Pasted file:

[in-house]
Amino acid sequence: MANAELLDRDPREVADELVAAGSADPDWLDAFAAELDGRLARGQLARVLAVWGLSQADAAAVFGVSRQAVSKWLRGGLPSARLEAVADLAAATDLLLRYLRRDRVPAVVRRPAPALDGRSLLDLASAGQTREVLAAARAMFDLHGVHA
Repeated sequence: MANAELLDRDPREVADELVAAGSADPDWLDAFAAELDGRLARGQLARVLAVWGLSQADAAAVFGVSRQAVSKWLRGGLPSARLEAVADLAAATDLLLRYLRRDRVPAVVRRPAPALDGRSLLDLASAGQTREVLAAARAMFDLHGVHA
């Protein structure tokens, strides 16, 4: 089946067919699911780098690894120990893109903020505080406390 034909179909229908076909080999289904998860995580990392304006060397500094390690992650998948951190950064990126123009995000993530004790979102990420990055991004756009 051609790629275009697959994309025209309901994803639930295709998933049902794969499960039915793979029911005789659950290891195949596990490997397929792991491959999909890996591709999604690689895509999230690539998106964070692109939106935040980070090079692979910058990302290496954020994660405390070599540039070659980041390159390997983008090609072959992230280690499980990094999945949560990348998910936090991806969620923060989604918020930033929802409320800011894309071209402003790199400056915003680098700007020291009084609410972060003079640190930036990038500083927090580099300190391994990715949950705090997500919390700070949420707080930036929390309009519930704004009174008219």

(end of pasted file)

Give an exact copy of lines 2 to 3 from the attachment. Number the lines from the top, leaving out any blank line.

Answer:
Amino acid sequence: MANAELLDRDPREVADELVAAGSADPDWLDAFAAELDGRLARGQLARVLAVWGLSQADAAAVFGVSRQAVSKWLRGGLPSARLEAVADLAAATDLLLRYLRRDRVPAVVRRPAPALDGRSLLDLASAGQTREVLAAARAMFDLHGVHA
Repeated sequence: MANAELLDRDPREVADELVAAGSADPDWLDAFAAELDGRLARGQLARVLAVWGLSQADAAAVFGVSRQAVSKWLRGGLPSARLEAVADLAAATDLLLRYLRRDRVPAVVRRPAPALDGRSLLDLASAGQTREVLAAARAMFDLHGVHA